Commiphora myrrha flower

Use for Calming & Balancing, Combating Pain & Swelling, Anti-aging, Skin Rejuvenation, Wound Treatment, Antibacterial, Skin Cancer Support

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  1. BOTANICAL NAME Commiphora myrrha
  3. PARTS USED Gum/Resin
  4. EXTRACTION METHOD Steam distilled
  5. COLOR Ranges from yellow to amber to dark brown
  7. AROMA Smoky, sweet & spicy
  1. Calm and Balanced Two primary active compounds are found in myrrh, called terpenoids and sesquiterpenes. Sesquiterpenes specifically have an effect on our emotional center in the hypothalamus, helping us remain calm and balanced. Inhaling the sedative scent of Myrrh is known to stabilize emotions, lift negative moods, promote the feeling of being grounded, and encourage the feeling of spiritual awakening.
  2. Combats Pain & Swelling Myrrh oil contains compounds that interact with opioid receptors and tell your brain you’re not in pain. Myrrh also blocks the production of inflammatory chemicals that can lead to swelling and pain.
  3. Anti-Aging, Skin Rejuvenation and Wound Treatment Myrrh is a powerful antioxidant that combats oxidative damage from free radicals that contribute to aging and some diseases. A test-tube study found that myrrh oil was more effective than vitamin E, a powerful antioxidant, at fighting free radicals. Myrrh oil also helps elevate white blood cells around skin wounds for faster healing.
  4. Antibacterial Myrrh oil has been used to kill harmful bacteria long before scientists discovered that microbes cause contagious illnesses. It may have an impact on some drug-resistant and Lyme disease bacteria. In test-tube studies, myrrh oil has strong effects against several infectious bacteria, including some drug-resistant ones.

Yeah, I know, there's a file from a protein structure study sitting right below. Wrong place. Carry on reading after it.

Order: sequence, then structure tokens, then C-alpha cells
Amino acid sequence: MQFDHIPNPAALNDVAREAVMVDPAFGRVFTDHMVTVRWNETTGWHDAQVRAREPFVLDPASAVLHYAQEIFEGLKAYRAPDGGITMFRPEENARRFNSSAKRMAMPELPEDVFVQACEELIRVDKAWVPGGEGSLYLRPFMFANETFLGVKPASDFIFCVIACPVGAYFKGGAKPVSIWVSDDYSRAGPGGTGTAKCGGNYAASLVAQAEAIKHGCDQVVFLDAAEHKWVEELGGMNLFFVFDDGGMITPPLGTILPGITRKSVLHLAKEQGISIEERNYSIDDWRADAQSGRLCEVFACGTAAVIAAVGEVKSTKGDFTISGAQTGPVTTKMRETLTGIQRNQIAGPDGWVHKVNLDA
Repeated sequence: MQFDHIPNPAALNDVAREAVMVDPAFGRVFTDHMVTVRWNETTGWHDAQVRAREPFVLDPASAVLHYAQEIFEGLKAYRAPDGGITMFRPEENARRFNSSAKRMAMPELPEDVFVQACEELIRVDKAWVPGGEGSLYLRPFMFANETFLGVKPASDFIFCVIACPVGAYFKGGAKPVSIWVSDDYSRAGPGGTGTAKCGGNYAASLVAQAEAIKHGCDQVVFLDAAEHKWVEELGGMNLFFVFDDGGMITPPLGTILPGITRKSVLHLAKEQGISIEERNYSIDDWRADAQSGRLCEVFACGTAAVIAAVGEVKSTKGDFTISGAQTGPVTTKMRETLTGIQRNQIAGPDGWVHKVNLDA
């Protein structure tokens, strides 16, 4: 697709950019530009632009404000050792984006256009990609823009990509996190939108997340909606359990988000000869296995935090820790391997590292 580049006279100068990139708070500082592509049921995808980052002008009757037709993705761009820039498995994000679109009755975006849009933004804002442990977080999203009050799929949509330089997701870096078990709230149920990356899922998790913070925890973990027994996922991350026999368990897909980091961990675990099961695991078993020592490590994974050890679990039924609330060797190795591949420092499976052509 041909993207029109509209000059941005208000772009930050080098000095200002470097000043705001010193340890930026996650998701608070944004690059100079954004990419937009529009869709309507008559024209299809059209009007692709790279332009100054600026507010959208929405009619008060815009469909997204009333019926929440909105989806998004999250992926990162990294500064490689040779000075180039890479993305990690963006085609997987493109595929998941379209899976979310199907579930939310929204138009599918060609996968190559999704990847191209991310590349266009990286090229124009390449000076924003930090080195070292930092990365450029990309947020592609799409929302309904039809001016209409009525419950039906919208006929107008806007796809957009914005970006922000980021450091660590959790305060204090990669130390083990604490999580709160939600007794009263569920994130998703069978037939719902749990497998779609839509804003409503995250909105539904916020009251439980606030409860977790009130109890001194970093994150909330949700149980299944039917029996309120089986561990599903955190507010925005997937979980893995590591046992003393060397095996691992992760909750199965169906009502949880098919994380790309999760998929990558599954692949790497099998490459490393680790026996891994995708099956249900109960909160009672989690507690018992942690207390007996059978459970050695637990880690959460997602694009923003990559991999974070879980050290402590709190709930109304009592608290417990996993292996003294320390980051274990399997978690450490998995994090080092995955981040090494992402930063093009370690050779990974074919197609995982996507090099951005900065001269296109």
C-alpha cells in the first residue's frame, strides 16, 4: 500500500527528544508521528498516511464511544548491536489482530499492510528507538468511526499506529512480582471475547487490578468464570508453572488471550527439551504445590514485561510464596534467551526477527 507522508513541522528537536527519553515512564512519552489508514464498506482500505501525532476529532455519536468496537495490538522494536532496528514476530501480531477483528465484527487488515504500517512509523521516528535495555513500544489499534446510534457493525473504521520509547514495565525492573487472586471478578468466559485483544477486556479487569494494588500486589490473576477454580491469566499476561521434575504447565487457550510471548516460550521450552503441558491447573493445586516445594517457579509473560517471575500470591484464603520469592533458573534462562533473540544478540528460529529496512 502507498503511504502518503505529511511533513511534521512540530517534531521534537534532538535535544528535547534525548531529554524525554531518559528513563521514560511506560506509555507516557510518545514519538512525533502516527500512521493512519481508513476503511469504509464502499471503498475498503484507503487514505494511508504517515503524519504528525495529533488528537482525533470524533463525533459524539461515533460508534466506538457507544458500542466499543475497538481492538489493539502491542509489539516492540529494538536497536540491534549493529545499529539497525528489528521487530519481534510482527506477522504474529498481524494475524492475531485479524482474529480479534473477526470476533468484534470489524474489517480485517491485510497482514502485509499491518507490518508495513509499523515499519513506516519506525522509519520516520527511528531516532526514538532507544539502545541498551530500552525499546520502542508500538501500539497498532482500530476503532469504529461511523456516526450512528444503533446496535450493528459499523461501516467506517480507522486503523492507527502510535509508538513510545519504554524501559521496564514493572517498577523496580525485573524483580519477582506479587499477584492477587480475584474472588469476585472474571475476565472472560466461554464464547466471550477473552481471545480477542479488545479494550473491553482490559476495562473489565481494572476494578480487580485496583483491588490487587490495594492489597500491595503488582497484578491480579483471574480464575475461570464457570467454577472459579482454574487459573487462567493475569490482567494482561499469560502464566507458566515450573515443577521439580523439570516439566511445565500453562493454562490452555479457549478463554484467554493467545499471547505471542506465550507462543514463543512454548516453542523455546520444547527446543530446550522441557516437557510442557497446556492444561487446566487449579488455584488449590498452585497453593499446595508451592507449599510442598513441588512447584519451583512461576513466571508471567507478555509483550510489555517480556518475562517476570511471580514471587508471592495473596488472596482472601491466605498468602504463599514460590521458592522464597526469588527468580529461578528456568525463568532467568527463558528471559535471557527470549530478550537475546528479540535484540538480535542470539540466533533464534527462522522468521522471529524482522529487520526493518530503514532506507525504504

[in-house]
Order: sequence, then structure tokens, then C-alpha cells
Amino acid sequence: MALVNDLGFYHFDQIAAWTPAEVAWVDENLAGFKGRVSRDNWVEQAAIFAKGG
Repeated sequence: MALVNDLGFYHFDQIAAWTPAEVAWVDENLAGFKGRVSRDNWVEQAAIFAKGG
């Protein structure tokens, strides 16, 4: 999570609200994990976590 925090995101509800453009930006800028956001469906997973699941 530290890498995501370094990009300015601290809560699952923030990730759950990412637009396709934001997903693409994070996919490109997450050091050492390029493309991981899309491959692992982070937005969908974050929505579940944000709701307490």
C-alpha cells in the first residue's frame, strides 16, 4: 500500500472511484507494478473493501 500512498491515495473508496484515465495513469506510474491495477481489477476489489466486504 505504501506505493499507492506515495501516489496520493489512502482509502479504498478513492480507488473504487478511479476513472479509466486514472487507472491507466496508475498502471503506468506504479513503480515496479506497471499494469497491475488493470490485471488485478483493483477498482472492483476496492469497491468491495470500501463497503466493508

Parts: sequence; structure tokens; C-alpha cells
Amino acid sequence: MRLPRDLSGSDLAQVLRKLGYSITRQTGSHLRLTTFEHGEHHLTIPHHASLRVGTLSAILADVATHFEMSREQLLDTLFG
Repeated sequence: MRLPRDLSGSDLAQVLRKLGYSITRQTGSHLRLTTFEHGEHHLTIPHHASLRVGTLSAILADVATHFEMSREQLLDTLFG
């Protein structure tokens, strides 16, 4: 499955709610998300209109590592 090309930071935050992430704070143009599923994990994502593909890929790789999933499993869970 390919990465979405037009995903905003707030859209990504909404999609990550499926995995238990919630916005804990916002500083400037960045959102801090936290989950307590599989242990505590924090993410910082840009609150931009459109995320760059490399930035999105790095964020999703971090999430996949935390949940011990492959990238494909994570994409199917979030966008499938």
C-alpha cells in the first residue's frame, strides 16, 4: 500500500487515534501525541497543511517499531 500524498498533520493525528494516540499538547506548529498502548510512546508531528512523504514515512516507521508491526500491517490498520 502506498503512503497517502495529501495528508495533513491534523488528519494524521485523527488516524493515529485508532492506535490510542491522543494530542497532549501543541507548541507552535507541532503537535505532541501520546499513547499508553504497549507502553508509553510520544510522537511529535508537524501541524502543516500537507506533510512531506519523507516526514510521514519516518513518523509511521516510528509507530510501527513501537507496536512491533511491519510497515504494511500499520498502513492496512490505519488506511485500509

5. May Help Treat Skin Cancer Myrrh is being studied for its potential anti-cancer benefits. It has been shown to be beneficial against skin cancer cells in laboratory studies. Consider using it in addition to other traditional treatments, if you have been diagnosed with skin cancer. Apply a few drops per day directly onto the cancer site, always testing a small area first.

The History of Myrrh

Myrrh is most commonly known as one of the gifts (along with gold and frankincense) the three wise men brought to Jesus in the New Testament.

Isolated from the dried resin in the bark of either Commiphora myrrha or C. gileadensis, shrubs found in Somalia and throughout the Middle East. Myrrh was historically used in liniments, including in Chinese medicine (called Mo Yao), to treat the symptoms of arthritis and as an antiseptic ointment. The Egyptians used it to embalm mummies.

Because of its versatility and effectiveness, myrrh has been valued across many cultures for centuries. With countless applications, myrrh was used anciently for everything from medicine to religious purposes. A common historical use was to burn the resin over hot coals. This would release a mysterious, spiritual quality into any room before a religious ceremony.

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PRECAUTIONS Keep out of reach of children. Avoid contact with eyes. If pregnant or lactating, consult your healthcare practitioner before using. If applying an essential oil to your skin always perform a small patch test before using.
These statements have not been evaluated by the Food and Drug Administration. This information is not intended to diagnose, treat, cure or prevent any disease.

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